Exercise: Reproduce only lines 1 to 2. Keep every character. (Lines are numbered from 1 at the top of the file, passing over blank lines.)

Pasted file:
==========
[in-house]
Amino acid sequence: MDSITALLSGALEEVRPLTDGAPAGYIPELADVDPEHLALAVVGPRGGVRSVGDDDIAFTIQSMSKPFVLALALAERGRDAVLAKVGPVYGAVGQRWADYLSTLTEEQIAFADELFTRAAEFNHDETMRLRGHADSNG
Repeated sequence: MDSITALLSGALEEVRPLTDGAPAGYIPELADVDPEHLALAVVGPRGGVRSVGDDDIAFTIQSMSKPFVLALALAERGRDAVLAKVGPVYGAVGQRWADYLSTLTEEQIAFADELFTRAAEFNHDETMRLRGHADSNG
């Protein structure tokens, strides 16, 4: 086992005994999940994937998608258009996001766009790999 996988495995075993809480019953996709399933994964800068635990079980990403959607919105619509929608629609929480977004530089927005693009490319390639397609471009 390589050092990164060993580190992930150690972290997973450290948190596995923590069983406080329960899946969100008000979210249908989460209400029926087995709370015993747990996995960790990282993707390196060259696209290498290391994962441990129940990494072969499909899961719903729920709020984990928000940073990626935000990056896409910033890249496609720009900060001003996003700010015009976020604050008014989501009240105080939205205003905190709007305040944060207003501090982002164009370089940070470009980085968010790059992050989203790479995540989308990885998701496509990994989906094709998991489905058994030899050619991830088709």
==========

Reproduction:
[in-house]
Amino acid sequence: MDSITALLSGALEEVRPLTDGAPAGYIPELADVDPEHLALAVVGPRGGVRSVGDDDIAFTIQSMSKPFVLALALAERGRDAVLAKVGPVYGAVGQRWADYLSTLTEEQIAFADELFTRAAEFNHDETMRLRGHADSNG